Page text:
In the years following World War II, traditional religious institutions flourished: more than half of all Americans attended weekly church services, and 70 percent were formally affiliated. Religion dominated public discourse and helped propel the civil rights movement. But the culture wars of the 1960s triggered a downward spiral for mainstream Christianity that has continued to the present day. In a new book, New York Times columnist Ross Douthat argues that this loss of a traditional, Christian center is at the heart of America’s current crisis. He says we’ve become a nation of heretics and explains what that means for our future.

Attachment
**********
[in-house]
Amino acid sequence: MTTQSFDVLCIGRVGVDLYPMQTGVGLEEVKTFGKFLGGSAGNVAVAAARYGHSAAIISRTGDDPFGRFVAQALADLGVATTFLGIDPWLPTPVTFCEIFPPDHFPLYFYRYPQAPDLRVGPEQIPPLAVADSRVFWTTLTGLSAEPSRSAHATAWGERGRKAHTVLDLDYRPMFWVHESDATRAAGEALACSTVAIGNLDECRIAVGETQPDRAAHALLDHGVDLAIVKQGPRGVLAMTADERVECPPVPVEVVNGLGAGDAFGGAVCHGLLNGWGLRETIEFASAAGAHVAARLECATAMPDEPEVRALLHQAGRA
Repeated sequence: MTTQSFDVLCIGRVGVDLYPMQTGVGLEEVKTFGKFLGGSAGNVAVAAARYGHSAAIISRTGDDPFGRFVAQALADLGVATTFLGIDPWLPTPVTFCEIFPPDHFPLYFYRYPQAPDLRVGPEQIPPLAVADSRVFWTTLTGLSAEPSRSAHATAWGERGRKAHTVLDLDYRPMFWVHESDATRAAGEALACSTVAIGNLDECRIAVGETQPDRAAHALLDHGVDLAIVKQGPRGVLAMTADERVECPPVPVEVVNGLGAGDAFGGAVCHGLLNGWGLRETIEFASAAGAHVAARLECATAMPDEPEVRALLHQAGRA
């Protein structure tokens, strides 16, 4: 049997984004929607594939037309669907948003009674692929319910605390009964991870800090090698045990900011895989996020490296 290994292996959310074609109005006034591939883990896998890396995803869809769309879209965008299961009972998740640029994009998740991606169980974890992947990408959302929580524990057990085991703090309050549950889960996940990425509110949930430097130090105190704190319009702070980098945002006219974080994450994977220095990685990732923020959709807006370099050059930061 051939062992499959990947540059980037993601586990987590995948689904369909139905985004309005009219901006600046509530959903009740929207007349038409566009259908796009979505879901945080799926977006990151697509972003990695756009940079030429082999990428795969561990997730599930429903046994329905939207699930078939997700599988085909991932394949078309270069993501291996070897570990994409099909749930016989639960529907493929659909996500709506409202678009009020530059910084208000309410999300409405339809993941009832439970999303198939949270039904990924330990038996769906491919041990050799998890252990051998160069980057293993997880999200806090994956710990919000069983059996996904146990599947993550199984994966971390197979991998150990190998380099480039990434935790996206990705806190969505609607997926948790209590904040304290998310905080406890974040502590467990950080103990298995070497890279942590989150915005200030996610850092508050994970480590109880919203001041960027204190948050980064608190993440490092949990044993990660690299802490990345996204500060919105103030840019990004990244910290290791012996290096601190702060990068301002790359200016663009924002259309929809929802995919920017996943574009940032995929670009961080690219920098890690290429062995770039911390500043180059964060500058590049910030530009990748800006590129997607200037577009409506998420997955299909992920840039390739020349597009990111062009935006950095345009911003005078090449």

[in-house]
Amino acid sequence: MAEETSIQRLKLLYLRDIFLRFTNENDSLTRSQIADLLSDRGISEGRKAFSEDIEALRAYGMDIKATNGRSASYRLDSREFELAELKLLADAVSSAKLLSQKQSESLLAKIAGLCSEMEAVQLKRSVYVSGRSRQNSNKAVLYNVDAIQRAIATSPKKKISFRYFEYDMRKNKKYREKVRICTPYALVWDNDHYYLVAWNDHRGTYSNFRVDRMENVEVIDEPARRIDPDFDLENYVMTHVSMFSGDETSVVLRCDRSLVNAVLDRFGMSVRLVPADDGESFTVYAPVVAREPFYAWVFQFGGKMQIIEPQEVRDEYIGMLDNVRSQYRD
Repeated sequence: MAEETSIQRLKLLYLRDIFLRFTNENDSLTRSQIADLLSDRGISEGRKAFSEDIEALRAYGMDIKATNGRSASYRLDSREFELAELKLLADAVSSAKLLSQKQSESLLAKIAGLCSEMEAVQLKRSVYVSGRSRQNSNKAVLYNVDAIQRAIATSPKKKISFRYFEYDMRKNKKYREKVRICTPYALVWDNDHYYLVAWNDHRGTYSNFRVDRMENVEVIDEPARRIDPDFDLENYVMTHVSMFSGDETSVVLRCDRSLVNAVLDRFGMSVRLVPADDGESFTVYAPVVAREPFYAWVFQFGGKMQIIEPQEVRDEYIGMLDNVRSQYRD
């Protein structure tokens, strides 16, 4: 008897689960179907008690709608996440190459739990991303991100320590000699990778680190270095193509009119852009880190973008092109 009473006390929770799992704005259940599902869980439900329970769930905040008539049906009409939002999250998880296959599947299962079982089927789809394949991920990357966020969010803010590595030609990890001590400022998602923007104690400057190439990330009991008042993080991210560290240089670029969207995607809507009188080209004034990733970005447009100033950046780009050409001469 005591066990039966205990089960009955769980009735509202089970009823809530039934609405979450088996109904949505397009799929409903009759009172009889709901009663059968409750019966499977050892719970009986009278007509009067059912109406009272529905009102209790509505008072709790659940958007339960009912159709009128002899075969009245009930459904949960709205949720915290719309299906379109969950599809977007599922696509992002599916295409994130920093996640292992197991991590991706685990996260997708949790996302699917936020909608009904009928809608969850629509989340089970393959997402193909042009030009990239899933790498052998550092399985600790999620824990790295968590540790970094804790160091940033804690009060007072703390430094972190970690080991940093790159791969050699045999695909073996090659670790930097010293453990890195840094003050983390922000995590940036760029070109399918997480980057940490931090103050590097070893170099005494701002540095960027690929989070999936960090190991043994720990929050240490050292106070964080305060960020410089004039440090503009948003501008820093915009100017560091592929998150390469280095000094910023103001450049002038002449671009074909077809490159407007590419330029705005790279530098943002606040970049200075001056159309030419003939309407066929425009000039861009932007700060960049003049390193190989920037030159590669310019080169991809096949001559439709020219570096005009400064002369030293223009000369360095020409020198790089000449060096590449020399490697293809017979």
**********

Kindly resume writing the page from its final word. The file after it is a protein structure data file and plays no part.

Guests

  • Ross Douthat Op-Ed columnist, The New York Times.

Related Links

Topics + Tags

Comments

comments powered by Disqus
Most Recent Shows

Friday News Roundup – International

Friday, Apr 24 2015The White House says two al-Qaida hostages were killed in a U.S. counter-terrorism operation. E.U. leaders meet to address the migrant crisis. And Saudi Arabia resumes airstrikes in Yemen. A panel of journalists joins Diane to round up the week's top news.

Friday News Roundup – Domestic

Friday, Apr 24 2015The Senate confirms Loretta Lynch to lead the Justice Department. David Petraeus is sentenced for leaking military secrets. And the F.B.I. arrests Islamic State supporters in Minnesota. A panel of journalists joins Diane for analysis of the week's top national news stories.

Jon Krakauer: “Missoula”

Thursday, Apr 23 2015A conversation with best-selling writer Jon Krakauer on his latest book of non-fiction. The author of “Into the Wild” and “Into Thin Air” chronicles the lives of several women allegedly raped on campus at the University of Montana.